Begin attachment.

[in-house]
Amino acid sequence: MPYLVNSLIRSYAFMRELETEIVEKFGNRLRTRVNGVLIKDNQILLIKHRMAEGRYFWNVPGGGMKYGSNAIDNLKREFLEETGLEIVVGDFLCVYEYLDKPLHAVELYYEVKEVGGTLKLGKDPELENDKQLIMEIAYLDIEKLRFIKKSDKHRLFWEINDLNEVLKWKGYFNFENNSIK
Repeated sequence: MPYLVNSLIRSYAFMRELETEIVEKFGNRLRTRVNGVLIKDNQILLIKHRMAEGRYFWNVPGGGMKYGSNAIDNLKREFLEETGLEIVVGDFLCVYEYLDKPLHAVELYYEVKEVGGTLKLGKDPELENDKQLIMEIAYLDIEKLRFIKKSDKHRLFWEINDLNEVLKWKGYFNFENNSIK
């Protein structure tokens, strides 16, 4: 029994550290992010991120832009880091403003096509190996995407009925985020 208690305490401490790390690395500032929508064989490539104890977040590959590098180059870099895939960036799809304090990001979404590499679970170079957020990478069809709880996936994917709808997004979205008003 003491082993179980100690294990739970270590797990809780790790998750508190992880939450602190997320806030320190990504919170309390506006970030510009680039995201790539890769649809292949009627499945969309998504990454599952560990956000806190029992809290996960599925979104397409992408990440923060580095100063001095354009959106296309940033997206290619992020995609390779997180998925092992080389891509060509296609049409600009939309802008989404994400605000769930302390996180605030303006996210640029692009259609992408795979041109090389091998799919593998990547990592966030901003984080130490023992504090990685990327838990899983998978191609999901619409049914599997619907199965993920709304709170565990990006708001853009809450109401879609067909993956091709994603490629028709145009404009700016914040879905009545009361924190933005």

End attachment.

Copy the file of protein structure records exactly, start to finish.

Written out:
[in-house]
Amino acid sequence: MPYLVNSLIRSYAFMRELETEIVEKFGNRLRTRVNGVLIKDNQILLIKHRMAEGRYFWNVPGGGMKYGSNAIDNLKREFLEETGLEIVVGDFLCVYEYLDKPLHAVELYYEVKEVGGTLKLGKDPELENDKQLIMEIAYLDIEKLRFIKKSDKHRLFWEINDLNEVLKWKGYFNFENNSIK
Repeated sequence: MPYLVNSLIRSYAFMRELETEIVEKFGNRLRTRVNGVLIKDNQILLIKHRMAEGRYFWNVPGGGMKYGSNAIDNLKREFLEETGLEIVVGDFLCVYEYLDKPLHAVELYYEVKEVGGTLKLGKDPELENDKQLIMEIAYLDIEKLRFIKKSDKHRLFWEINDLNEVLKWKGYFNFENNSIK
């Protein structure tokens, strides 16, 4: 029994550290992010991120832009880091403003096509190996995407009925985020 208690305490401490790390690395500032929508064989490539104890977040590959590098180059870099895939960036799809304090990001979404590499679970170079957020990478069809709880996936994917709808997004979205008003 003491082993179980100690294990739970270590797990809780790790998750508190992880939450602190997320806030320190990504919170309390506006970030510009680039995201790539890769649809292949009627499945969309998504990454599952560990956000806190029992809290996960599925979104397409992408990440923060580095100063001095354009959106296309940033997206290619992020995609390779997180998925092992080389891509060509296609049409600009939309802008989404994400605000769930302390996180605030303006996210640029692009259609992408795979041109090389091998799919593998990547990592966030901003984080130490023992504090990685990327838990899983998978191609999901619409049914599997619907199965993920709304709170565990990006708001853009809450109401879609067909993956091709994603490629028709145009404009700016914040879905009545009361924190933005």